In 2015, a Russian Sukhoi Su-24 ‘Fencer’ was shot down in Syria and its pilot died shortly after ejecting from the aircraft. A Russian movie that narrates the incident is scheduled to be released later this month.
The incident took place at a time when tensions between Ankara and Moscow were at an all-time high due to a continued violation of Turkish airspace by Russian warplanes.
On November 24, 2015, a Russian Sukhoi Su-24M2 was shot down by a Turkish F-16 fighter jet near the Turkey-Syria border. According to Turkey, the Russian aircraft had breached the Turkish airspace by a mere 2.19 km.
Turkish authorities also said that they issued 10 warnings to the Russian jet for over 5 minutes on the radio, before it was shot down.
Shortly after this incident, Ankara stated that the warnings which were issued on the mutually agreed radio channel and the international air distress channel (243.0/121.5 MHz, which the Su-24M was unable to monitor with its current radio equipment) were not answered by the Russian aircraft as it continued to fly towards the Turkish airspace.
This led the Turkish authorities to believe the fighter jet belonged to Syria and not Russia.
Claims And Counter-Claims
The surviving pilot of the Russian jet refuted the claims and said no warning had been given and the aircraft did not violate the Turkish air space. Russian Presiden Vladimir Putin called the incident a “stab in the back” committed by “accomplices of terrorists”.
Turkish version was completely denied by Moscow as they said that their aircraft was operating inside the Syrian airspace and that according to their satellite data, the Su-24 was approximately 1 km inside the Syrian airspace at the time of being shot down.
The US State Department also responded to this by saying that they had independently verified the fact that the Russian warplane’s flight path violated Turkish airspace and that the Turks had sent out multiple warnings to the pilot, to which they received no response.
They also released the audio recordings of the warnings which were broadcast by Turkey.
Turkey and Russia had been sharing tense relations even before this particular incident. On October 3 and 4, 2015, Ankara’s sovereign airspace was repeatedly violated by a Russian Air Force Su-30SM and a Su-24 over the Hatay region.
NATO said that “the Russian combat planes entered Turkish airspace despite Turkish authorities’ clear, timely and repeated warnings”.
At that time, the Turkish Air Force F-16s in Quick Reaction Alert (QRA) were sent to identify the intruder, following which the Russian jets exited from the Turkish airspace. Apart from violating the airspace of a NATO member, the Russian Su-30SM had also placed a radar block on one or both of the F-16 jets for a duration of 5 minutes and 40 seconds.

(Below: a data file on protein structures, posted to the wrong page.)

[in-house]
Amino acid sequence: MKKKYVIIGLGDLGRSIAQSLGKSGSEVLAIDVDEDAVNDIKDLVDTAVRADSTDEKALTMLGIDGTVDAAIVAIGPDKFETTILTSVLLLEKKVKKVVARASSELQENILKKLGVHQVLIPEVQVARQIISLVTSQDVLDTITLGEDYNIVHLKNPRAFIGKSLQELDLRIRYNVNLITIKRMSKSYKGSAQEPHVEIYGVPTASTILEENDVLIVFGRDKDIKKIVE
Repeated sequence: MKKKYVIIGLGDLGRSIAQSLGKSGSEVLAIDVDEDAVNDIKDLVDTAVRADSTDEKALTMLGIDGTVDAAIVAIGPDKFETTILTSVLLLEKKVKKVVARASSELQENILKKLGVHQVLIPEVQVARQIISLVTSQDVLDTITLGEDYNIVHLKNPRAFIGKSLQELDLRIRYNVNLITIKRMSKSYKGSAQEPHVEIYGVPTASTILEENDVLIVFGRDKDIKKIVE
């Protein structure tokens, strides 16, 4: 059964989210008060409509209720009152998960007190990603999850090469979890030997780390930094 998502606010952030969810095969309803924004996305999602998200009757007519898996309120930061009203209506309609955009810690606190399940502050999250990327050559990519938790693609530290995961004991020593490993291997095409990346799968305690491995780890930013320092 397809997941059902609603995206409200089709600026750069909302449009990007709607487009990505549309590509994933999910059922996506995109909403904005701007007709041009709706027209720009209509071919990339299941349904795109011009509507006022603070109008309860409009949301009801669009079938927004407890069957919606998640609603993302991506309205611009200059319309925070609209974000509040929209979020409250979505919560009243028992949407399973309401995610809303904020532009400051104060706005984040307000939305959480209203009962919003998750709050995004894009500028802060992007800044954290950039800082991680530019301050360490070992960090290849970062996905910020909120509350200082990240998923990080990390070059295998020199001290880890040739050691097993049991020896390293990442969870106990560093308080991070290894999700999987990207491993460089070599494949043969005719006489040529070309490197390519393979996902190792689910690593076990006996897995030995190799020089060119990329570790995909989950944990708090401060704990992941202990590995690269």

A ‘Navigation Error’?
Moscow said that this violation of Turkish airspace was caused due to a “navigation error”. After this incident, Ankara clearly stated that any aircraft found violating its airspace will be shot down, similar to what it previously did with the Syrian MiG-23 and Mi-17.
On November 24, 2015, the Russian Su-24M2 had been hit by a US-origin AIM-120 Missile. This prompted the pilot, Lieutenant Colonel Peshkov, and weapon system operator, Captain Murakhtin, to immediately eject from the aircraft.
Both the ejecting crew members of the Su-24 Fencer were fired upon by Syrian Turkmen Brigade militants, in clear violation of the Geneva Convention. The shooting resulted in the death of the Russian pilot while the weapon system operator survived and was rescued by the combat search and rescue (CSAR) teams.
During the CSAR mission, one of the Mi-8 helicopters had been hit by small-arms fire, forcing it to make an emergency landing. This resulted in the death of one of its crew members, a naval infantryman.
The crew members who survived this emergency landing were then evacuated. The abandoned helicopter was then destroyed with the help of a US-made BGM-71 tow missile.
Oleg Peshkov, 25, the pilot of the downed Su-24, was posthumously awarded the Hero of the Russian Federation, the country’s highest military honor.
Peshkov was buried with full military honors at the Alley of Heroes of the cemetery in Lipetsk. The ceremony was attended by around 10,000 people. The surviving weapon system officer Konstantin Murakhtin, and the deceased rescuer, Alexander Pozynich, 29, were awarded the Order of Courage.
Six years after the incident, Russian director Igor Kopylov decided to make a movie on it. The movie, ‘Sky’ (Russian name Небо), is going to be released on November 18, 2021. An unofficial trailer has also been doing rounds on the internet.